The top QA fails of 2022

We all know QA failures can have major consequences; from destroying the reputation of a company or product, to huge financial losses, and even loss of life in extreme cases. QA can be a high-stakes job when mistakes are made (or, if you’re lucky, you just have a few developers downvote you on Github).

If you want to feel a little better about that time you let a bug slip through to production, we’ve compiled some of the top quality assurance fails of 2022! These aren’t provided just for entertainment purposes - there’s a lot we can learn here!

TL;DR: It was not a good year to be a QA engineer at Tesla, Southwest Airlines (do they even have one?) or Ticketmaster…

#1 - Southwest Airlines “outdated” software ruins Christmas

Southwest Airlines canceled 2,293 flights due to “outdated” software, ruining holidays for thousands. The icing on the cake was Southwest’s own pilots taking to Reddit to tattletale on their company for the QA practices (or lack thereof) that led to the meltdown:

“There were 2 specific problems, the software for scheduling is woefully antiquated by at least 20 years. No app/internet options, all manual entry and it has settings that you DO NOT CHANGE for fear of crashing it. Those settings create the automated flow as a crew member is moving about their day, it doesn’t know you flew the leg DAL-MCO it just assumes it and moves your piece forward. It was only a matter of time before something caused a cascading series of failures that spiraled out of control. The board and CEO knew this, and chose to instead give themselves multi-million dollar bonuses and threaten to fire staff, along with dragging out contract negotiations with the unions in the hopes there will be a recession.”

Dr. Deming, the “father of Quality Management” called “emphasis on short-term profits” one of the seven deadly diseases of western management.

#2 - Have a Google Pixel? Good luck in an emergency.

Hundreds of Pixel owners have complained on Reddit and Google's support forum that their Pixel phones are unable to call emergency services like 911 in the United States and 000 in Australia.

One man saved his grandmother’s life by using her landline after his Pixel refused to dial 911. Makes one wonder how much landlines cost these days, and if you can still buy the see-through ones?

#3 - Tesla, Tesla, Tesla. Sigh.

Do we even need to explain? We think you know.

#4 - Tay Tay broke Ticketmaster (maybe a good thing?)

“It’s Ticketmaster, hi, I’m the problem, it’s Ticketmaster.” Despite assurances to Taylor and her fans that their software could handle the demand, Ticketmaster’s rollout of Taylor Swift’s “Eras” tour public sale was so spectacularly problematic that they shut it down – AND it prompted politicians to call on the US Senate antitrust panel to investigate Ticketmaster and their lack of competition.

Ticketmaster claimed the demand for Swift tickets “could have filled 900 stadiums”.

#5 - Rogers goes down and takes dozens of critical Canadian apps and services with it

Roger’s, the largest telecom company in Canada, suffered an entire network outage (all of Canada) on July 8, 2022. Not only could people not make calls, including 911 calls in some cases, customers had trouble making debit purchases and accessing Canada's ArriveCan app, which is required to enter the country. An untold number of services and apps were completely offline the duration of the outage, impacting millions.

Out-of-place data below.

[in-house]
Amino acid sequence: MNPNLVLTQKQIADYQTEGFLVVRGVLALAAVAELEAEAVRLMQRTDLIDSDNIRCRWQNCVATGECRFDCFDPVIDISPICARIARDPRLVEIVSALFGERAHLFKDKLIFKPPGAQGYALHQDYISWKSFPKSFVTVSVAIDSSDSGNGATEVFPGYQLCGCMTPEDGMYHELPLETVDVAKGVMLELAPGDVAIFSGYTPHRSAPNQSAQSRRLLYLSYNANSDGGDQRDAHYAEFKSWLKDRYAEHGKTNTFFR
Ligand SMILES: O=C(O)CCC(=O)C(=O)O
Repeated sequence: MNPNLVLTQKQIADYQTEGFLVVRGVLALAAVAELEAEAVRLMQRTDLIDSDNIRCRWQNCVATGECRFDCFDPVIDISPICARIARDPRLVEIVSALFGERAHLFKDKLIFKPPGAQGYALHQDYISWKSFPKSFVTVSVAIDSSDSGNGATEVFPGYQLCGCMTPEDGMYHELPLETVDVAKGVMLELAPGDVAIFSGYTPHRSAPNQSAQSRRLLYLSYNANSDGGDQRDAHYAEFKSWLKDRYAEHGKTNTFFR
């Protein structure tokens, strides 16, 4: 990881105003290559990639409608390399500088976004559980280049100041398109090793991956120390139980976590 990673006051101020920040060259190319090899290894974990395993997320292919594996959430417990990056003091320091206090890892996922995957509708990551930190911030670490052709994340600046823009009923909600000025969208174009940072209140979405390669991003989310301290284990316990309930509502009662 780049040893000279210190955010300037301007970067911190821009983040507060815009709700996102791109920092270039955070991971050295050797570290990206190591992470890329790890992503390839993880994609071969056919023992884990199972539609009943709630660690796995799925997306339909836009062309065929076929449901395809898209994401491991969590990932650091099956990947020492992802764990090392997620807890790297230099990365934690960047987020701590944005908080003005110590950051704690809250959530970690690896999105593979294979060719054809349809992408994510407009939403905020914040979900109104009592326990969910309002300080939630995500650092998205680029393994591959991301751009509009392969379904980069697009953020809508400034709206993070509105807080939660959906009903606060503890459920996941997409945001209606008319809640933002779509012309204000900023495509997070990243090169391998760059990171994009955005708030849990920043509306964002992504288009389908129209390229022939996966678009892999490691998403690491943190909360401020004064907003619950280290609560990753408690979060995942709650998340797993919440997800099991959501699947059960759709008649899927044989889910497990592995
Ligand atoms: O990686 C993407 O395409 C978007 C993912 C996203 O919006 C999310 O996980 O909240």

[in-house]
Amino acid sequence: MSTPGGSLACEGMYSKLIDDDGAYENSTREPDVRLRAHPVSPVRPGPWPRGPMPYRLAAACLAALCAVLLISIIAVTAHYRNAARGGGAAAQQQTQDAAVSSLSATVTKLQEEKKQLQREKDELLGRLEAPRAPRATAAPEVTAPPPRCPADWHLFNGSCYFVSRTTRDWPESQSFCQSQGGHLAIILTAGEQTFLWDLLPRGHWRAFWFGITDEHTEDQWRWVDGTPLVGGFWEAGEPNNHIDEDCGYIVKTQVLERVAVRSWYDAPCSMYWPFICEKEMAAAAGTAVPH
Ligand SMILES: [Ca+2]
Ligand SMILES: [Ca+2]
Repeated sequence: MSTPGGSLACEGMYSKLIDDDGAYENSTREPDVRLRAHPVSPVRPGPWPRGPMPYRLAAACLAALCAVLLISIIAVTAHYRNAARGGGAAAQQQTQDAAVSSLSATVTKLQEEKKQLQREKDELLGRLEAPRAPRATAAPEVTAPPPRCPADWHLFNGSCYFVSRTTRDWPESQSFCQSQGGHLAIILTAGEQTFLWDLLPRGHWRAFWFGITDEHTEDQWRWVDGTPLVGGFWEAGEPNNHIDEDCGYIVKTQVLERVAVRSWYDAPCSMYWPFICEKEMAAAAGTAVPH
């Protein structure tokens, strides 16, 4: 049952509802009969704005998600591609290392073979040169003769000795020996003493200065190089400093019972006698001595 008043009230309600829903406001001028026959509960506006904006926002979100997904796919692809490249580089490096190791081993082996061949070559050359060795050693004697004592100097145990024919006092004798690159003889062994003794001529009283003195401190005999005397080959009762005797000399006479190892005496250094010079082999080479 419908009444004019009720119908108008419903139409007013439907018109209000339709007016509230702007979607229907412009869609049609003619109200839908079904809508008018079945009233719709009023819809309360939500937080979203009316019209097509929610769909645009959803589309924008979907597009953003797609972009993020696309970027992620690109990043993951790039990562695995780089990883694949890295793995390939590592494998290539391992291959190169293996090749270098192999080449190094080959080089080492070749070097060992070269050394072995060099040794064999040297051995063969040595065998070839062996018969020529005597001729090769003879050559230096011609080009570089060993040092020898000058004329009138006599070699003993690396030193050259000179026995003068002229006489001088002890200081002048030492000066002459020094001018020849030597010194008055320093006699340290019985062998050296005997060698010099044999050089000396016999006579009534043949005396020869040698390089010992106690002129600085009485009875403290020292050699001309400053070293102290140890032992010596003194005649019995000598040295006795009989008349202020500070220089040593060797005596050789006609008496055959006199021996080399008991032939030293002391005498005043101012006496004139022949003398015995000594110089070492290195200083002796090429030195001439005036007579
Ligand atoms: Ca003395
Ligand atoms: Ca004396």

The takeaway here: maybe have a backup plan in place if your country’s primary ISP fails. It’s unexpected, but clearly it can happen.

#6 - The Phoenix pay system: The Robinhood of payroll software

Apparently the Phoenix pay system that the federal government in Canada uses for all of its 100,000+ employees (initially provided by IBM using PeopleSoft software) has been plagued with issues since its rollout years ago, but the latest issue (overpaying hundreds of employees) comes with a bonus - the government has been so slow to regain the accidentally paid overages that the people who got them might legally be able to keep them, to the tune of $500 million.

Dear Phoenix pay system QA team. We know it’s rough up there. Canada is cold. Are you using spreadsheets? Maybe try switching to Qase?

#7 - Axios breaks a pretty important function, taking thousands of apps down with it

You would think somebody (or something) would have checked that axios.get still worked before pushing to prod, but this little oopsie proves that sometimes it’s the most basic functionality that gets overlooked in testing!

#8 - Call of Duty made NPCs better than humans

The planned expansion for Call of Duty: Warzone, which was set to allow players to play as NPC soldiers in multiplayer lobbies, was canceled before its release.

The NPC characters were reportedly so skilled that they would have overpowered human players. The reason for this oversight during software testing is unknown. The release of the game will proceed without this major addition, causing embarrassment for Activision, particularly during the holiday season. It remains uncertain what will be done with the unused content, and whether it will be offered as DLC at a later date.

These examples highlight the importance of thorough testing and quality assurance in software development, as the consequences of software failures can be significant and far-reaching… or just hilarious, like Taylor Swift fans unable to buy obscenely overpriced concert tickets and actually being sad about it.

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